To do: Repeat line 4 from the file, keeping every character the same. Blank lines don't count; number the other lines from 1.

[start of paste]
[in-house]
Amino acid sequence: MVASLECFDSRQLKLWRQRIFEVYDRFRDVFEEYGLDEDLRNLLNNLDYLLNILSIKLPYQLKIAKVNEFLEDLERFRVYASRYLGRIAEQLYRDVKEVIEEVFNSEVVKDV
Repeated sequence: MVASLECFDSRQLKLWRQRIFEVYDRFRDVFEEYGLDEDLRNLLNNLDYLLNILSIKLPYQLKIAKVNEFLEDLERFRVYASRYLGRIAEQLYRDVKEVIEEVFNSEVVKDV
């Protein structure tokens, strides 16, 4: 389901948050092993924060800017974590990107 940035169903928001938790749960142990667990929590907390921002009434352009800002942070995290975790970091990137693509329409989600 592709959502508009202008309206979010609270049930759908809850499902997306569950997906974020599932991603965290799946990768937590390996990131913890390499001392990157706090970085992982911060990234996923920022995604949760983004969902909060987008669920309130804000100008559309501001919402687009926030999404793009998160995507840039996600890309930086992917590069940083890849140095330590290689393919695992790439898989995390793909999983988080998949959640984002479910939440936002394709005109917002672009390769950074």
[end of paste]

């Protein structure tokens, strides 16, 4: 389901948050092993924060800017974590990107 940035169903928001938790749960142990667990929590907390921002009434352009800002942070995290975790970091990137693509329409989600 592709959502508009202008309206979010609270049930759908809850499902997306569950997906974020599932991603965290799946990768937590390996990131913890390499001392990157706090970085992982911060990234996923920022995604949760983004969902909060987008669920309130804000100008559309501001919402687009926030999404793009998160995507840039996600890309930086992917590069940083890849140095330590290689393919695992790439898989995390793909999983988080998949959640984002479910939440936002394709005109917002672009390769950074």